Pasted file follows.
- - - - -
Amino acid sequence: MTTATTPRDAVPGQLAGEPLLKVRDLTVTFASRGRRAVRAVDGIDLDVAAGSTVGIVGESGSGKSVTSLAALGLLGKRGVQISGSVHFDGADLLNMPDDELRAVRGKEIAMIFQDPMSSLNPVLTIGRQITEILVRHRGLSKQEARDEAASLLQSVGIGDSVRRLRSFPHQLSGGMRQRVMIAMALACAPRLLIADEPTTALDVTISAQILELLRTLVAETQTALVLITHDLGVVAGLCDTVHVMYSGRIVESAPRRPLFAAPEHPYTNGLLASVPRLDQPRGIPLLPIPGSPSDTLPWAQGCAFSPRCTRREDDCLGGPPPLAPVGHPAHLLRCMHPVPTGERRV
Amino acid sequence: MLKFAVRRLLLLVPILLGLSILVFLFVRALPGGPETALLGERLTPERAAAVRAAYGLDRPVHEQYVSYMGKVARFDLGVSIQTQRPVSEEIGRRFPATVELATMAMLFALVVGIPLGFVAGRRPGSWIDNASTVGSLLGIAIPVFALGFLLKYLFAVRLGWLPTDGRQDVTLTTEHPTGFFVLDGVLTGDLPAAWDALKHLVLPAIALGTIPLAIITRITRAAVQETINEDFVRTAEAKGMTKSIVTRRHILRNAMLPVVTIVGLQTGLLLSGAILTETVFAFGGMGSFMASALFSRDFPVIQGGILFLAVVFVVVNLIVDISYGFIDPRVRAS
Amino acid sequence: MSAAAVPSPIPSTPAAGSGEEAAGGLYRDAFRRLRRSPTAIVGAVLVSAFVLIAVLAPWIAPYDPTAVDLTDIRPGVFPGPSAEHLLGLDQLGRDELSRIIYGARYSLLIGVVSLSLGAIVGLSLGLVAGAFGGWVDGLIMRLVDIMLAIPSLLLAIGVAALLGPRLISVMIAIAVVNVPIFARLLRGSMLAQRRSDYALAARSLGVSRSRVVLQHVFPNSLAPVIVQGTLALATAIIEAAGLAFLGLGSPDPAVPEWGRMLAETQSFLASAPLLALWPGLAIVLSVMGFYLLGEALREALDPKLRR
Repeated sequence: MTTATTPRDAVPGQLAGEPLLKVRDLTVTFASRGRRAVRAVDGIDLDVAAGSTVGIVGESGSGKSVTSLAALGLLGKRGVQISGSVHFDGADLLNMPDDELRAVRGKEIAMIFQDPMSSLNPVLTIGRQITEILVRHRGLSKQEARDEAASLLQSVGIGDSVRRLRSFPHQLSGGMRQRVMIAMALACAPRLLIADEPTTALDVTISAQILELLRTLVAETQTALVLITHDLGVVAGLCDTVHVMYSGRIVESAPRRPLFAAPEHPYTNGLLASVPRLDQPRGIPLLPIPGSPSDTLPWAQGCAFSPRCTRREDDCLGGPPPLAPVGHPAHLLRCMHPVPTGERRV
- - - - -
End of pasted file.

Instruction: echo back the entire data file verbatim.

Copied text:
Amino acid sequence: MTTATTPRDAVPGQLAGEPLLKVRDLTVTFASRGRRAVRAVDGIDLDVAAGSTVGIVGESGSGKSVTSLAALGLLGKRGVQISGSVHFDGADLLNMPDDELRAVRGKEIAMIFQDPMSSLNPVLTIGRQITEILVRHRGLSKQEARDEAASLLQSVGIGDSVRRLRSFPHQLSGGMRQRVMIAMALACAPRLLIADEPTTALDVTISAQILELLRTLVAETQTALVLITHDLGVVAGLCDTVHVMYSGRIVESAPRRPLFAAPEHPYTNGLLASVPRLDQPRGIPLLPIPGSPSDTLPWAQGCAFSPRCTRREDDCLGGPPPLAPVGHPAHLLRCMHPVPTGERRV
Amino acid sequence: MLKFAVRRLLLLVPILLGLSILVFLFVRALPGGPETALLGERLTPERAAAVRAAYGLDRPVHEQYVSYMGKVARFDLGVSIQTQRPVSEEIGRRFPATVELATMAMLFALVVGIPLGFVAGRRPGSWIDNASTVGSLLGIAIPVFALGFLLKYLFAVRLGWLPTDGRQDVTLTTEHPTGFFVLDGVLTGDLPAAWDALKHLVLPAIALGTIPLAIITRITRAAVQETINEDFVRTAEAKGMTKSIVTRRHILRNAMLPVVTIVGLQTGLLLSGAILTETVFAFGGMGSFMASALFSRDFPVIQGGILFLAVVFVVVNLIVDISYGFIDPRVRAS
Amino acid sequence: MSAAAVPSPIPSTPAAGSGEEAAGGLYRDAFRRLRRSPTAIVGAVLVSAFVLIAVLAPWIAPYDPTAVDLTDIRPGVFPGPSAEHLLGLDQLGRDELSRIIYGARYSLLIGVVSLSLGAIVGLSLGLVAGAFGGWVDGLIMRLVDIMLAIPSLLLAIGVAALLGPRLISVMIAIAVVNVPIFARLLRGSMLAQRRSDYALAARSLGVSRSRVVLQHVFPNSLAPVIVQGTLALATAIIEAAGLAFLGLGSPDPAVPEWGRMLAETQSFLASAPLLALWPGLAIVLSVMGFYLLGEALREALDPKLRR
Repeated sequence: MTTATTPRDAVPGQLAGEPLLKVRDLTVTFASRGRRAVRAVDGIDLDVAAGSTVGIVGESGSGKSVTSLAALGLLGKRGVQISGSVHFDGADLLNMPDDELRAVRGKEIAMIFQDPMSSLNPVLTIGRQITEILVRHRGLSKQEARDEAASLLQSVGIGDSVRRLRSFPHQLSGGMRQRVMIAMALACAPRLLIADEPTTALDVTISAQILELLRTLVAETQTALVLITHDLGVVAGLCDTVHVMYSGRIVESAPRRPLFAAPEHPYTNGLLASVPRLDQPRGIPLLPIPGSPSDTLPWAQGCAFSPRCTRREDDCLGGPPPLAPVGHPAHLLRCMHPVPTGERRV